If all goes according to plan, a grocery store to open in October in the Argentine area of Kansas City, Kan., could become one of the Kansas City area’s most fun shopping experiences.
And it’s certainly part of one of the most interesting stories of how economic development is being brought to the urban core areas of Kansas City, Kan. The site is in a “food desert” on a former Superfund site, the Kansas City Structural Steel site, in the 21st and Metropolitan Avenue area.
The $3.2 million Save-a-Lot grocery store, with 16,000 square feet, could become a mini-destination, according to Unified Government Commissioner Ann Murguia, who represents the 3rd District. Construction is expected to be complete in October. The store is owned by the Argentine Betterment Corp., and has received local government incentives, along with a half-million in private charitable dollars.
People arriving at the store may see a pedestrian walkway from a bus stop to the front door of the store, to be funded by a $15,000 grant, Murguia said. When shoppers get to the store, on the weekends in spring or summer, they will find some healthy programs, such as someone cooking a healthy snack outdoors, she said.
Visitors will be able to sample the healthy snacks and take the recipes home with them, she added.
Programs at the store, offered by ABC and the Argentine Neighborhood Development Association, would demonstrate healthy cooking and foods information to people. ANDA, whose executive director is Murguia, recently received a $25,000 grant from the Kansas Health Foundation for its healthy food access initiative program that will create a community health food council for the Argentine area. She said ANDA’s role in this effort has been raising private donations.
Some of the programs to be offered at the grocery store are aimed at youths. Because many youths are latchkey kids, when they come home from school they are in charge of making their own snacks. These programs will be aimed at creating fun recipes that kids can make that are good for them, plus easy and inexpensive, she said.
There are also plans for the grocery store to have some fun events, such as a cakewalk inside the store, on Saturdays. Residents could participate in the events, with some winning prizes such as a fruit basket.
Another grant, from AT&T, will pay for a digital messaging board to be hung in the grocery store. It will carry messages about upcoming community events, and also would offer health and fitness tips, she said.
Many senior citizens who live nearby and other pedestrians are expected to be using the grocery store. Murguia said they’re currently working on an incentive for those who will bring back their shopping carts or shopping baskets to the store. Currently under consideration is a discount on groceries, but this would be decided later.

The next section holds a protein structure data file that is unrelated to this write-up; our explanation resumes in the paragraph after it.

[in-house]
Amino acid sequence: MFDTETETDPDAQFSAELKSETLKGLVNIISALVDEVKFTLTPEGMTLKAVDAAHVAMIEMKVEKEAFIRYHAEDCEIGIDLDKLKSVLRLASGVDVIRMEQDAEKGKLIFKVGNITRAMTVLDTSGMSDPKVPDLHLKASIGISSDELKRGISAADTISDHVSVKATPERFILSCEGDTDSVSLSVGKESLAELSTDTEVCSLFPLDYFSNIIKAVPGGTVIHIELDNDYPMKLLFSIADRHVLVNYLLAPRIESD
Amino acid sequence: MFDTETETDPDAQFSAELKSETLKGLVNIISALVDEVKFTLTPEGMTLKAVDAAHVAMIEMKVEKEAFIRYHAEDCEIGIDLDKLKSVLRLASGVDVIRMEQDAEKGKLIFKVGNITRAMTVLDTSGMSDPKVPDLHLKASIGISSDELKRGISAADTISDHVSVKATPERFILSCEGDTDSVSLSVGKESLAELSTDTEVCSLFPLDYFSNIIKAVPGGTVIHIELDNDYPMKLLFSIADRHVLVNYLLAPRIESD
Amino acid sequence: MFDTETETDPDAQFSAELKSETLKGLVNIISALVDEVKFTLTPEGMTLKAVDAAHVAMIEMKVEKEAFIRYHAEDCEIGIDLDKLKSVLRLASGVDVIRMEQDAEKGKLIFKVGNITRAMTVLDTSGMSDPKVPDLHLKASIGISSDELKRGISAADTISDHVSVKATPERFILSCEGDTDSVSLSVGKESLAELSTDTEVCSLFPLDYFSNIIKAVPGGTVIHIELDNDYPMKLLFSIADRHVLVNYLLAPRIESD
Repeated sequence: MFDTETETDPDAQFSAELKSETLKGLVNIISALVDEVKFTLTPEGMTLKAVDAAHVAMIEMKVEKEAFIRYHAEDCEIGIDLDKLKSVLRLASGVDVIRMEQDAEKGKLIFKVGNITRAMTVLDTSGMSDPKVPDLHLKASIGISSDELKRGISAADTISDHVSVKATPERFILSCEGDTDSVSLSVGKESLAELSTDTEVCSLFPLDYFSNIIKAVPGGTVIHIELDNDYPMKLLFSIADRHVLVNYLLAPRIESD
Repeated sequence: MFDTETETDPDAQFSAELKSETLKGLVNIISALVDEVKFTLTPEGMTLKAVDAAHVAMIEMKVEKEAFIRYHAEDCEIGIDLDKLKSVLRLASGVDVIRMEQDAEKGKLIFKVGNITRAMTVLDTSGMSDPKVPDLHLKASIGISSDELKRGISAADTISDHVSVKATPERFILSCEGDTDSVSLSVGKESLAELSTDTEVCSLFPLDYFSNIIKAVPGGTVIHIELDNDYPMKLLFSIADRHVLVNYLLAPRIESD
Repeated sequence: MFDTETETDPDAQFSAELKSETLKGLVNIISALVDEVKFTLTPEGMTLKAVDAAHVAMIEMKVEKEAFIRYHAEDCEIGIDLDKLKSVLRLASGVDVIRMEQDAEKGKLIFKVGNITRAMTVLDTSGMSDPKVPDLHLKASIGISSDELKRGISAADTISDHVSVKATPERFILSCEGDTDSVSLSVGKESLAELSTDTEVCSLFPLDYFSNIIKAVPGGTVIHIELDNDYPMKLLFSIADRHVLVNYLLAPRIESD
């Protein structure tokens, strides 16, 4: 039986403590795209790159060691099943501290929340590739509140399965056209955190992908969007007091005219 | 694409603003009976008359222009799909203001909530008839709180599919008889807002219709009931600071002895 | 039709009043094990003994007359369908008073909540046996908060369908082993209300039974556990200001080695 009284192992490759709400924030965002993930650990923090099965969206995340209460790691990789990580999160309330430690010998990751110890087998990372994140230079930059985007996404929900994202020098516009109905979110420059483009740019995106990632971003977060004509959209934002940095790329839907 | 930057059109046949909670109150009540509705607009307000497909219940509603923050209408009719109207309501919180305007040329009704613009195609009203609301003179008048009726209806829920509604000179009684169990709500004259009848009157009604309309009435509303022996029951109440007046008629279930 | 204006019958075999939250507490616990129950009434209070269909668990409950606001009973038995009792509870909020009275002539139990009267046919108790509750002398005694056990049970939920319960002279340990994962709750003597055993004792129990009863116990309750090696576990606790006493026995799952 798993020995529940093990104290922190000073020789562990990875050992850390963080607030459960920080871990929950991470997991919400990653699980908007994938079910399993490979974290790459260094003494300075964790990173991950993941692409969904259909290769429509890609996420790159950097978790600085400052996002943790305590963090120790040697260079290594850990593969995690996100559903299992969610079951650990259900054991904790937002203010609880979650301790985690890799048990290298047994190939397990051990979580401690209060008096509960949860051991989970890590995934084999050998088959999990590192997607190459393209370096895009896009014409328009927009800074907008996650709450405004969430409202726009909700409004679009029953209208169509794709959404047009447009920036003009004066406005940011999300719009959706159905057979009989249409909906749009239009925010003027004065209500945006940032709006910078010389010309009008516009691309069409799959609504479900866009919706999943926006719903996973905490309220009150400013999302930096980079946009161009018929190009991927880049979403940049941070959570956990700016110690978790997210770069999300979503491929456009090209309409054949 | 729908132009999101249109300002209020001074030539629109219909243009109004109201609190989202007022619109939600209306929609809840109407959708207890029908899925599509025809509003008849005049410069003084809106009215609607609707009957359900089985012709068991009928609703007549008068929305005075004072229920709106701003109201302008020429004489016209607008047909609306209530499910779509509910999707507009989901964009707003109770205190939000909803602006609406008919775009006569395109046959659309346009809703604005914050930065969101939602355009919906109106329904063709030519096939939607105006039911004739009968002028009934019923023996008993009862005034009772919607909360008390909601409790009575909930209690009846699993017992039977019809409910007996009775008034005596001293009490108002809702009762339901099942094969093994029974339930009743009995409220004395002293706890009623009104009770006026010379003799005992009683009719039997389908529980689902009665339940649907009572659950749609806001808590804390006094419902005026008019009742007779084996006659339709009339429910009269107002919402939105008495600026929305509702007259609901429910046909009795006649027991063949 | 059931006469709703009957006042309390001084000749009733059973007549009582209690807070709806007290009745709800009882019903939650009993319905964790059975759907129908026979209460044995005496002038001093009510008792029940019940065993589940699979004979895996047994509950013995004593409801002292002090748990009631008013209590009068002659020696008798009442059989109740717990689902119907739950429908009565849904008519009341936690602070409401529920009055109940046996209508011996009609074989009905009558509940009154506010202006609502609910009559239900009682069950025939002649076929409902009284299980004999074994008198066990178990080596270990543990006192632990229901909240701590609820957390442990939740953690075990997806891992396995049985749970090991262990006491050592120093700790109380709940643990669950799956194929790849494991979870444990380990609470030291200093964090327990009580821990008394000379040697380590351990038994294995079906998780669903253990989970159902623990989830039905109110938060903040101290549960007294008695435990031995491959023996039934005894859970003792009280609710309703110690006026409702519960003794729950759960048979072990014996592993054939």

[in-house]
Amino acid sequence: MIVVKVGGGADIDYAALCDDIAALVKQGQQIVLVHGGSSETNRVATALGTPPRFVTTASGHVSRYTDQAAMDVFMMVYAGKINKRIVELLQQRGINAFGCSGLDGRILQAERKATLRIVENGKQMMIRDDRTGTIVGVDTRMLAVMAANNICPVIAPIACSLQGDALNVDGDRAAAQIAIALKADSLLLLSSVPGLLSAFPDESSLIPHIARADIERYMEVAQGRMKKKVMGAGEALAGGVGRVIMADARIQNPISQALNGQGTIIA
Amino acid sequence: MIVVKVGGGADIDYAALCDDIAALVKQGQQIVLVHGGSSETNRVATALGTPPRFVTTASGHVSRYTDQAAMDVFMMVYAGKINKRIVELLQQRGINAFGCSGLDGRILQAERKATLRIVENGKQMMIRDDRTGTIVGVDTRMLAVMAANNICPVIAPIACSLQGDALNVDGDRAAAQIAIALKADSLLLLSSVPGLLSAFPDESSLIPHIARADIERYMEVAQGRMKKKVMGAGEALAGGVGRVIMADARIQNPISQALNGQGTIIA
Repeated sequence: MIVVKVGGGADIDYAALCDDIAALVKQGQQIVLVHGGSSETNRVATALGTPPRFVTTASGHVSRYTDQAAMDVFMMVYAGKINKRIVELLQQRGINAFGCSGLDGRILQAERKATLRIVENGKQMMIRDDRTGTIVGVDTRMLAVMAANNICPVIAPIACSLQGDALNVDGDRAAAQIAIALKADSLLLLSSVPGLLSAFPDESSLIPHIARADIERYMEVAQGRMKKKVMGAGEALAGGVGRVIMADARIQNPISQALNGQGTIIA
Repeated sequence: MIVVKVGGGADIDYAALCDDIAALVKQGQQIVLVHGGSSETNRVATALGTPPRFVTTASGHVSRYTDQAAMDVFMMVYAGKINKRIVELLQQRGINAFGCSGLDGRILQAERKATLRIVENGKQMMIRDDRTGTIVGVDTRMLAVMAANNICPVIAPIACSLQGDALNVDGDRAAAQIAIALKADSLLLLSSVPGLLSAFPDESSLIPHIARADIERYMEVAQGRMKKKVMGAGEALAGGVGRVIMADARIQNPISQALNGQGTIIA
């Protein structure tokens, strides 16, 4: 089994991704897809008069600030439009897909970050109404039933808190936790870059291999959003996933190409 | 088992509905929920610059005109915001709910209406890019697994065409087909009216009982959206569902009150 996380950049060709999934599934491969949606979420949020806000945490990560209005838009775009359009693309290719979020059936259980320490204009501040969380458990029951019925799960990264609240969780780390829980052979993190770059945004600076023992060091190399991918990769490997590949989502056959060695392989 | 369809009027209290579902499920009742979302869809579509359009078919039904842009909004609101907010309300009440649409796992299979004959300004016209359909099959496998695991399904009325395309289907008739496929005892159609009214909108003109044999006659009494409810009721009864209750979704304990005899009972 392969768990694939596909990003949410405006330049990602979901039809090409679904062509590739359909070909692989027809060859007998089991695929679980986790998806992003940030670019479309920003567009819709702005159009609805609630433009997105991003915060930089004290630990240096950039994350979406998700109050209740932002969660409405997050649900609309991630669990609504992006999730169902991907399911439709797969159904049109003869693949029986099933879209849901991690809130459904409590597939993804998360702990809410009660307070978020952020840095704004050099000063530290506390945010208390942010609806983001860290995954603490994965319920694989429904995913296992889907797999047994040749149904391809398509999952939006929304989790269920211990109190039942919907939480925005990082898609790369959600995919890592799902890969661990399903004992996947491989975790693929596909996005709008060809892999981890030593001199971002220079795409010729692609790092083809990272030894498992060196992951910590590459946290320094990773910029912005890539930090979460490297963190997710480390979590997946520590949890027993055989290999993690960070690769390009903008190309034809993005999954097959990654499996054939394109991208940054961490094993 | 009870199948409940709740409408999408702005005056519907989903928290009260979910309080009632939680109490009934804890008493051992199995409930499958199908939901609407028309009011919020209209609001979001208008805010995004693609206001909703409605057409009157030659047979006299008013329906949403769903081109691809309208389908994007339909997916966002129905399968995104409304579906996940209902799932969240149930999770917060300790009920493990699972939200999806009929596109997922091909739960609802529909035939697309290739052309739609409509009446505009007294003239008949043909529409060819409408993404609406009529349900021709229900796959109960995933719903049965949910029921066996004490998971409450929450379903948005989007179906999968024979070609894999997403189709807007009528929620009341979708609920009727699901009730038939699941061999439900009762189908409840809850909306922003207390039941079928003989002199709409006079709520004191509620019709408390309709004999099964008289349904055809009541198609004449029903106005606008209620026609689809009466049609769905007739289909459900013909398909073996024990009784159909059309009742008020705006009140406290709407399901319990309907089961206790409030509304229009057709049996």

Senior citizens living at a nearby highrise might have to walk about 50 feet to get on a bus, then when they exit there will be a bus stop with a shelter and a pedestrian walkway. The goal is to have easy access for senior citizens and a walking population, she added. The walkway project is planned after the store is completed.
“We’re also lobbying to add a bus line to bring the people in upper Rosedale down to this new grocery store,” she said. Currently, some Rosedale residents’ tax dollars are going to Johnson County, she added.
The addition of the grocery store and a Walmart in the Argentine area is not a typical story for urban areas. Many urban areas can’t attract new groceries and retail stores.
“This is the first Walmart ever, east of I-635 (in Kansas City, Kan.),” she said.
It’s also not typical for Walmart to build on a brownfield site, she added. Plans for the Structural Steel site now show the grocery store and a Dollar General on the upper part of the site, with the Walmart and four smaller ancillary developments on the lower tier, she said.
Walmart construction is set to start in August, she said, with completion next year.
The story of how Walmart came to the area was all about relationships, Murguia said.
While she was attending a conference of the National Council of La Raza in Las Vegas with her sister-in-law, Janet Murguia, the president of the national organization, Commissioner Murguia happened to be seated next to a Walmart executive at a dinner, and he wanted to locate a store in an underserved area.
“I literally asked him if he would bring a Walmart to Argentine,” she said. She persistently kept contacting him through email and messages and finally he said he would build a Walmart there, she said. “I was just in the right place at the right time,” she said.
The local government worked for decades to try to redevelop the Structural Steel site, which not only is on a brownfield site, and the current site also addresses the food desert problem in the Argentine area.
Murguia said she hopes the addition of the grocery store, Walmart and other businesses will help spark more economic development in Argentine. The area had hardly any businesses when she was elected, she said, and one of her main goals has been to build up businesses again, along with stabilizing the area, taking out blight.
Now that the area has more development, there’s been more interest, including some fast-food chains wanting to locate there. Apparently some retailers base their business model on following Walmart.
“We are officially in the retail loop, sort of a hot spot in the Kansas City area,” she said.
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